Netflix announces new series on Bitfinex hack involving 120,000 Bitcoin

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Broadcasting and production giant Netflix will soon release a documentary series about the infamous Bitfinex hack – one of the biggest financial crimes of 2016, when 119,756 bitcoins (BTC) were stolen – worth $ 72 million at the time.

The Netflix documentary will focus on a couple from New York and their involvement in money laundering of almost 120,000 BTC related to the crime. According to Netflix, the documentary will be directed by the American director Chris Smith, with Nick Bilton as co-executive producer. Announcement text:

“Netflix commissioned a documentary series about a couple’s alleged plan to launder billions of dollars in stolen cryptocurrencies in history’s largest economic criminal case.”
The plot is based on two main characters – Elijah Lichtenstein and Heather Morgan – a New York couple associated with the theft of 120,000 bitcoins and their involvement in money laundering of the stolen money.

Bitcoin price movement since August 2016. Source: Trading View
Since the Bitfinex hack, bitcoin prices have risen more than 7.415% in just five years, according to data from Cointelegraph Markets Pro and TradingView.

Netflix notes that “as the value of the stolen bitcoin rose from $ 71 million at the time of the hack to almost $ 5 billion, the couple tried to liquidate their digital money by creating fake online identities and accounts, buying physical gold, NFTs and more. – everything “So far, investigators have been trying to track the movement of funds on the blockchain.”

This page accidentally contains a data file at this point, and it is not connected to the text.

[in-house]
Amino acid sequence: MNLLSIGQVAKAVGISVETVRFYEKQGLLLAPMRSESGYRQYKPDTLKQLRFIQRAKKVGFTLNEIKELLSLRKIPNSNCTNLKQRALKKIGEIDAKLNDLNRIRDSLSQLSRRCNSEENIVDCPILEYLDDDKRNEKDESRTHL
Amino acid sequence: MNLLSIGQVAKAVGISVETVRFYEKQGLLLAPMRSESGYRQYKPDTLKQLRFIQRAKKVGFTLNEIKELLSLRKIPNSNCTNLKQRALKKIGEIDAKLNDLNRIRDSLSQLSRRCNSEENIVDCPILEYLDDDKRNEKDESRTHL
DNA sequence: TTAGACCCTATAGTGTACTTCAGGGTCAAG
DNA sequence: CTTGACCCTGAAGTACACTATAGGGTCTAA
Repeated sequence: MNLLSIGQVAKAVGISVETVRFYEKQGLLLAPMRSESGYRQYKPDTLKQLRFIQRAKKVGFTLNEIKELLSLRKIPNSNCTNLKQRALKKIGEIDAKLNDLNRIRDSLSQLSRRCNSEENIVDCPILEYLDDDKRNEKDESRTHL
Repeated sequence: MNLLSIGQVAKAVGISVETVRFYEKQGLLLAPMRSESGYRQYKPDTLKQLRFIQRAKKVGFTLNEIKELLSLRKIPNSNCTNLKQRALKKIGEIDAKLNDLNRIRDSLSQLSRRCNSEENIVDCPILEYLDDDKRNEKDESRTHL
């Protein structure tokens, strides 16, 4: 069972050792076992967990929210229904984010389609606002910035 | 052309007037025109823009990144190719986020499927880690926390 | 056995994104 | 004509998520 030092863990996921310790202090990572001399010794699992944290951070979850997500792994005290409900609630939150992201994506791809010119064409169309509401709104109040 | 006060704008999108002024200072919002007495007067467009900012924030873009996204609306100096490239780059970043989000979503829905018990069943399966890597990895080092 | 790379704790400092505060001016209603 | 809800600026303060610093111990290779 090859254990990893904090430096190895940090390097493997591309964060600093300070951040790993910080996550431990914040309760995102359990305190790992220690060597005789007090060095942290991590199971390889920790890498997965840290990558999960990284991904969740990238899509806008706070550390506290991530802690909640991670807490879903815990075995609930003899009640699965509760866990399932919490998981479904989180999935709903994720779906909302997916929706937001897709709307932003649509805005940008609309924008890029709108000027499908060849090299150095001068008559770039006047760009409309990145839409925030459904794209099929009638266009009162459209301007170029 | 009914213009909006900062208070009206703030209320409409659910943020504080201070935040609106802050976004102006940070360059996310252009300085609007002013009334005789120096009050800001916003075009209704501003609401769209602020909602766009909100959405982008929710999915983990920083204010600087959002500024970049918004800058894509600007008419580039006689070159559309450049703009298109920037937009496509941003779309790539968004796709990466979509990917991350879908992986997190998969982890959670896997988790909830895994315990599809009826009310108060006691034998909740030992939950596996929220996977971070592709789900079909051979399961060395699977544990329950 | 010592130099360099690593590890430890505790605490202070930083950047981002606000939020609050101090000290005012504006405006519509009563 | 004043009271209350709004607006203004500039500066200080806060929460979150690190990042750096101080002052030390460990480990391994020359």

The Cointelegraph has previously tracked the movement of stolen funds, with the latest movement dated February 1, 2022.

RELATED: Cyberwatchers are chasing DeFi scammers on the run with $ 25 million blanket

Cointelegraph recently interviewed an anonymous webmaster who tracked down a group of Decentralized Financial (DeFi) scammers who were responsible for removing a $ 25 million StableMagnet blanket and eventually returned the stolen funds to investors.

Watch the full episode to find out how a security guard coordinated with Manchester Police to get a USB device for around $ 9 million.

Source: CoinTelegraph

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